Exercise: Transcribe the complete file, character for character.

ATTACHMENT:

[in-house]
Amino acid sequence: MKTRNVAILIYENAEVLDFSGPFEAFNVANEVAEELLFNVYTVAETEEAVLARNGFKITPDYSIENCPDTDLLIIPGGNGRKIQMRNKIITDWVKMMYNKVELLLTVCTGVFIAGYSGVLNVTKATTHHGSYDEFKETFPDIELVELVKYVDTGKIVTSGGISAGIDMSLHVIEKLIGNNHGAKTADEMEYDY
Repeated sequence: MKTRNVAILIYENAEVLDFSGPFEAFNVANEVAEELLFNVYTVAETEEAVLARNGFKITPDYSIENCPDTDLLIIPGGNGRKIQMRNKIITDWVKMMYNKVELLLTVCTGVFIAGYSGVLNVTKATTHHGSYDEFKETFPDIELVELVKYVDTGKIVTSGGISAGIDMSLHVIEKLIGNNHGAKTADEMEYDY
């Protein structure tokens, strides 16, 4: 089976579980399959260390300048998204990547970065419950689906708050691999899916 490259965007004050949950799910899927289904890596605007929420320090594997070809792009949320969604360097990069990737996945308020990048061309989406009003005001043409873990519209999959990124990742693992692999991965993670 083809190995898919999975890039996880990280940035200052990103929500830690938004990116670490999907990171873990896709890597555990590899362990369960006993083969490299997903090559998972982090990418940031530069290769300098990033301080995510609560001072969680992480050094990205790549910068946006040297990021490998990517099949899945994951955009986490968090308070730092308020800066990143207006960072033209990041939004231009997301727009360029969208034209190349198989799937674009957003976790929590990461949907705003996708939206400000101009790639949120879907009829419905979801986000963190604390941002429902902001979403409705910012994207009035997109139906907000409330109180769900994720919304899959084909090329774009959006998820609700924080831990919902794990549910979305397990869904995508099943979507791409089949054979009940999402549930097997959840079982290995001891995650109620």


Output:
[in-house]
Amino acid sequence: MKTRNVAILIYENAEVLDFSGPFEAFNVANEVAEELLFNVYTVAETEEAVLARNGFKITPDYSIENCPDTDLLIIPGGNGRKIQMRNKIITDWVKMMYNKVELLLTVCTGVFIAGYSGVLNVTKATTHHGSYDEFKETFPDIELVELVKYVDTGKIVTSGGISAGIDMSLHVIEKLIGNNHGAKTADEMEYDY
Repeated sequence: MKTRNVAILIYENAEVLDFSGPFEAFNVANEVAEELLFNVYTVAETEEAVLARNGFKITPDYSIENCPDTDLLIIPGGNGRKIQMRNKIITDWVKMMYNKVELLLTVCTGVFIAGYSGVLNVTKATTHHGSYDEFKETFPDIELVELVKYVDTGKIVTSGGISAGIDMSLHVIEKLIGNNHGAKTADEMEYDY
């Protein structure tokens, strides 16, 4: 089976579980399959260390300048998204990547970065419950689906708050691999899916 490259965007004050949950799910899927289904890596605007929420320090594997070809792009949320969604360097990069990737996945308020990048061309989406009003005001043409873990519209999959990124990742693992692999991965993670 083809190995898919999975890039996880990280940035200052990103929500830690938004990116670490999907990171873990896709890597555990590899362990369960006993083969490299997903090559998972982090990418940031530069290769300098990033301080995510609560001072969680992480050094990205790549910068946006040297990021490998990517099949899945994951955009986490968090308070730092308020800066990143207006960072033209990041939004231009997301727009360029969208034209190349198989799937674009957003976790929590990461949907705003996708939206400000101009790639949120879907009829419905979801986000963190604390941002429902902001979403409705910012994207009035997109139906907000409330109180769900994720919304899959084909090329774009959006998820609700924080831990919902794990549910979305397990869904995508099943979507791409089949054979009940999402549930097997959840079982290995001891995650109620």